Oil Prices Crash As Investors Await Iran Nuclear Deal Outcome

Yemisi Izuora

Oil pulled back after hitting fresh multi-year highs on Monday, as investors awaited the outcome of this week’s talks between Iran and world powers over a nuclear deal that is expected to boost crude supplies.

Brent crude futures for August fell 66 cents, or 0.9 per cent to $71.23 a barrel after earlier hitting $72.27, their highest since May 2019. U.S. West Texas Intermediate crude for July touched $70 for the first time since October 2018 but reversed course to be at $69.10 a barrel, down 52 cents, or 0.8 per cent.

Investors may have sold off some contracts to take profit when WTI hit $70, said Avtar Sandu, a senior commodities manager at Phillips Futures in Singapore.

“The primary concern is about Iranian barrels coming back into the market but I don’t think there will be a deal before the Iranian presidential election,” he added.

Data showing a 14.6 per cent year-on-year drop in China’s crude oil imports in May on Monday also weighed on prices.

However, Brent and WTI have risen for the past two weeks as fuel demand is rebounding in the United States and Europe after governments loosened COVID-19 restrictions ahead of summer travel.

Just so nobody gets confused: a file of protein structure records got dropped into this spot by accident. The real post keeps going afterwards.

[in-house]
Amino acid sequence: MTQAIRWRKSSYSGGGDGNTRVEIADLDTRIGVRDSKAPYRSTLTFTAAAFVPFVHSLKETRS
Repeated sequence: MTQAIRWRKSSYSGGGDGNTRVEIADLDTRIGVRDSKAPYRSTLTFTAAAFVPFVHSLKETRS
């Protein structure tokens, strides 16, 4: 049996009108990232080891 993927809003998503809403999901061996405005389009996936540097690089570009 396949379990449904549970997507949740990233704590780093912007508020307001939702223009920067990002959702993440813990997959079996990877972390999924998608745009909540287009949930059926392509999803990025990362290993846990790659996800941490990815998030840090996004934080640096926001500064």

Global oil demand is expected to exceed supplies in the second half despite a gradual easing of supply cuts by OPEC+ producers, analysts say.

A slowdown in talks between Iran and global powers in reviving a 2015 nuclear deal and a drop in U.S. rig count also supported oil prices.

Iran and global powers will enter a fifth round of talks on June 10 in Vienna that could include Washington lifting economic sanctions on Iranian oil exports.

While the European Union envoy coordinating the negotiations had said he believed a deal would be struck at this week’s talks, other senior diplomats have said the most difficult decisions still lie ahead.

Analysts expect Iran, which is having its presidential election on June 18, to increase its production by 500,000 to 1 million barrels per day once sanctions are lifted.

In the United States, the number of oil and natural gas rigs operating fell for the first time in six weeks as growth in drilling slowed.

This “suggests that U.S. oil drillers are less enthusiastic in adding more U.S. oil production and hence reduces the risk of a supply glut in the global oil market in H2 2021,” CMC Markets analyst Kelvin Wong said in emailed comments.

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